Christianity and the Problem of Evil

Today’s Readings: Numbers 34-36; Psalm 59; 2 Corinthians 1-2

One of the most common objections that I hear to Christianity is that if God is truly sovereign (that is, in control of every detail of the universe), then how can He let evil come into the world? How could God, if He is good allow bad things to happen?

In the short time of this blog, the reality is that we cannot cover such a vast subject. Every aspect of theology comes into play with this question. So I hope that our 2 Corinthians 1 text helps produce some clarity around the issue of evil.

First, the bible makes a few assumptions throughout.

  1. God is totally good
  2. God is not the author of evil, indeed, He cannot be
  3. God is completely in control of all the details of the universe
  4. Evil/Sin came into the world through Adam and Eve’s disobedience (that is their choice to disobey God)

So Evil and Death entered the world through the disobedience of Adam and Eve, and God allowed this disobedience to take place even though He is completely and totally good and in control of the universe and all within it.

That is the tension that the bible holds and that is the tension the bible, I think, doesn’t seek to resolve philosophically for us. Rather, the narrative reveals what God is going to do despite Evil and Death entering the world through Adam’s rebellion.

Now, that isn’t to say that I don’t think the bible gives us awesome and really solid clues to think out how philosophically how a good God could allow Evil and Death to enter His perfect universe.

  1. God gives human beings a will (that is the ability to exercise their deepest desires within the limits of the world He has provided for them)
  2. God does not manipulate or twist the arm of Adam or Eve’s will to incline them to do good or evil (God allowed their wills to be free to choose rebellion against Him or allegiance to Him)
  3. If this is true, even though God is completely good, God takes the risk (really it’s a risk God ultimately knows will end up in Adam and Eve rebelling) to create and bestow them with His image and likeness and crown them as His vice-rulers throughout the world He created for their own pleasure and for His glory.
  4. As a result, God, in His total and complete goodness, sends His one and only Son to pay the penalty for Evil and Death on the cross and rise from the dead so that human beings brought into His perfect world so that He could restore all who place their faith in Him into not only a perfect relationship with Himself, but also into a renewed earth for eternity.

That at least is the narrative story of how the bible deals with the issue of Evil and what God is going to do about it.

So, onto the issue of our 2 Corinthians 1 text.

God might allow Christians to suffer (sometimes as a consequence for their own Evil actions and also because of the fallout of living in an Evil and broken world).

But the catch is that God promises to not allow that suffering to be wasted.

“Praise be to the God and Father of our Lord Jesus Christ, the Father of compassion and the God of all comfort, who comforts us in all our troubles, so that we can comfort those in any trouble with the comfort that we ourselves receive from God.” 2 Cor. 1:3-4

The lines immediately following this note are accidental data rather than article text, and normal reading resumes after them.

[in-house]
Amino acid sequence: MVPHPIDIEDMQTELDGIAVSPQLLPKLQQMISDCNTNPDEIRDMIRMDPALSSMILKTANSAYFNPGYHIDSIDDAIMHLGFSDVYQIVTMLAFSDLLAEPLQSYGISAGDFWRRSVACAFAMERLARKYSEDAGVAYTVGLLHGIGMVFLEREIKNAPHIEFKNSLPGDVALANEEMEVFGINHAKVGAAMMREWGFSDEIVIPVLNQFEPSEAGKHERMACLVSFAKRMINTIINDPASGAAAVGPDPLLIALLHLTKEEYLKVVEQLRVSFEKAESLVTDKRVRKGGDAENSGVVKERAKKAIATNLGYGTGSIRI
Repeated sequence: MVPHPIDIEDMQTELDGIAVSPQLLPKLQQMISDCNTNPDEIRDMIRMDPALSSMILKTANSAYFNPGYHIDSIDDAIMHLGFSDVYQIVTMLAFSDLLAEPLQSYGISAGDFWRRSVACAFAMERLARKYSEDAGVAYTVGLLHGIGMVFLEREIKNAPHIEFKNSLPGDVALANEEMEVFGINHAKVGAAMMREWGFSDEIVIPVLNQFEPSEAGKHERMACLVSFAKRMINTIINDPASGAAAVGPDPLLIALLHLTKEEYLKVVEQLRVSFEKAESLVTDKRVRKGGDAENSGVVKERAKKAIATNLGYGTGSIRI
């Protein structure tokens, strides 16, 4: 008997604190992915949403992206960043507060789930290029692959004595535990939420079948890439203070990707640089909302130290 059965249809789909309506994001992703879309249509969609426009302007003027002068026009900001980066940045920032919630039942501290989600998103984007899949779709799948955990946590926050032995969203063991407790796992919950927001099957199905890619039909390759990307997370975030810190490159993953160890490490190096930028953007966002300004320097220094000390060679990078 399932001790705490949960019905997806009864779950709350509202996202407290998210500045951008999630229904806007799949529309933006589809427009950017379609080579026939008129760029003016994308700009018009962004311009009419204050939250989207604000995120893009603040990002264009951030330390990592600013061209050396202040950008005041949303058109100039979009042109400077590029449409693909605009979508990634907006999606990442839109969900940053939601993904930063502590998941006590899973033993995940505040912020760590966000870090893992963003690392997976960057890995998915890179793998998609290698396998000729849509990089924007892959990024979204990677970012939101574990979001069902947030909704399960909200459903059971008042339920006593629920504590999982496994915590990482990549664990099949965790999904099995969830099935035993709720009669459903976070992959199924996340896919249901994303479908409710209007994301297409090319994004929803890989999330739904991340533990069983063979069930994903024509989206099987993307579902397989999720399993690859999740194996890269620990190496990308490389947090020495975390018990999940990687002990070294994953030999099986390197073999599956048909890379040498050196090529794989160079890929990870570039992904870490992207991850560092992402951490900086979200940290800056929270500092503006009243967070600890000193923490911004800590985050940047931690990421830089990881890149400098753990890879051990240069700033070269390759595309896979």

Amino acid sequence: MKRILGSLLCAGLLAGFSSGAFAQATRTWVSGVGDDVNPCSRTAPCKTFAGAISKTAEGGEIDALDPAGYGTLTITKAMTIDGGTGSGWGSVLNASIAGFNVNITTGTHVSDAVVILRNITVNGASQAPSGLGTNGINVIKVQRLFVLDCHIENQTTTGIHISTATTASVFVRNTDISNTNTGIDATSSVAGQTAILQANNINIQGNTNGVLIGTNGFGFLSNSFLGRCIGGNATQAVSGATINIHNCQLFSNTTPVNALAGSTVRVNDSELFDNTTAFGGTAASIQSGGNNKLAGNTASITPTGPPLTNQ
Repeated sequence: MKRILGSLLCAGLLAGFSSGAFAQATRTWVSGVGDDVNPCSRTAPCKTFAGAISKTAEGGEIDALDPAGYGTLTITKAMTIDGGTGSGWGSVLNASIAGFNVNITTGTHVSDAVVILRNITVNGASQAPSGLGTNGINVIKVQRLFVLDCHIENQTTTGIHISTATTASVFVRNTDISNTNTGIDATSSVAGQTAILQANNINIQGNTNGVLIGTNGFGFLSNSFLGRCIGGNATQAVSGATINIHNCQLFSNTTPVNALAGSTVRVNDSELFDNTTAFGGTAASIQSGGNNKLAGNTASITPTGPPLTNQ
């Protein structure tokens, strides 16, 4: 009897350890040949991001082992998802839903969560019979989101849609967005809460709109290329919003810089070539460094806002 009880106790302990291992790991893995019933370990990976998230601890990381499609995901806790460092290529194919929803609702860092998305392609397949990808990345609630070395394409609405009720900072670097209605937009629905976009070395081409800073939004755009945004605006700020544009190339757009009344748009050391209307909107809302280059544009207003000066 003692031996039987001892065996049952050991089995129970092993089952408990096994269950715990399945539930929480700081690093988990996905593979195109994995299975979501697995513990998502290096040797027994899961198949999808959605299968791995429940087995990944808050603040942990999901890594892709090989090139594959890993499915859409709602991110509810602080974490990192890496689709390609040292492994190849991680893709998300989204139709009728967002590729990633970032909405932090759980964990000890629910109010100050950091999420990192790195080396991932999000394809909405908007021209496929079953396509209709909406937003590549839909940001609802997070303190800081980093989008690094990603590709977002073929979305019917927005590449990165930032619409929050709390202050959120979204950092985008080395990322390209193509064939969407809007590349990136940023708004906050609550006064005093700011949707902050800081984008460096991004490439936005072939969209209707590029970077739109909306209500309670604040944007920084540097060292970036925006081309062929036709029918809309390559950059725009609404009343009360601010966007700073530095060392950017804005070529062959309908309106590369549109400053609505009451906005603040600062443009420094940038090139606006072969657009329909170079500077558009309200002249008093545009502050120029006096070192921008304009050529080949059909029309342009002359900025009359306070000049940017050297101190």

God promises to redeem our suffering. He uses the very Evil that has come upon us for the purpose of comforting others and caring for others in our broken world.

God has promised to deal with Evil ultimately in Christ. As Christians we affirm and believe this whole heartedly. But what does God promise to do with the Evil in the world while we wait for Jesus’ second coming, when He comes to judge the Evil in the world and renew all things?

God promises, in the meantime, to use Evil against Evil so that Christians might be agents of His redemption by comforting those who are broken and hurting just as we ourselves were (and often still are) broken and hurting.

Evil is a problem that God has dealt with and Evil is a problem that will be dealt with once and for all when Jesus comes back again. We live in the now but not yet.

Now we live in a time when God’s promised Deliverer has come and conquered Sin and Death.

Not yet, however, have we experienced the full effects of Jesus’ first coming. We will experience it when He comes again however.

Evil doesn’t win.

Jesus triumphed and continues to triumph as Christians allow God to use them to comfort those in the world who have been wounded and broken by the Evil that is so prevalent in the world.

So what does that require us to do?

First, pray that God would alleviate your suffering. God does not delight or desire for His children to suffer. It does not delight God that His people hurt and cry out to Him in pain. He hears our prayer and longs to relieve us of our afflictions.

Second, after that prayer you must pray that God would receive all the glory, that is that His name might be made famous throughout the earth, even if that means you must continue to suffer so that others might be comforted and see Jesus for who He truly is: our Savior and Lord.

Thirdly, continue to pray for strength to endure knowing that God never wastes your suffering. God invites His people into His solution for Evil by enabling us to comfort those who need it most: those who need spiritual comfort in coming to know Jesus as their Lord and Savior.

No one likes suffering and no one delights in it.

But may we be a people who learn to delight in the opportunities that we are given to speak into the brokenness of the world, having been empowered by our God to address the biggest questions that people can ask. We have the answers to life’s most important questions through Jesus’ life, death and resurrection.

Monday’s readings: Deuteronomy 1-2; Psalm 60; 2 Corinthians 3-4:6

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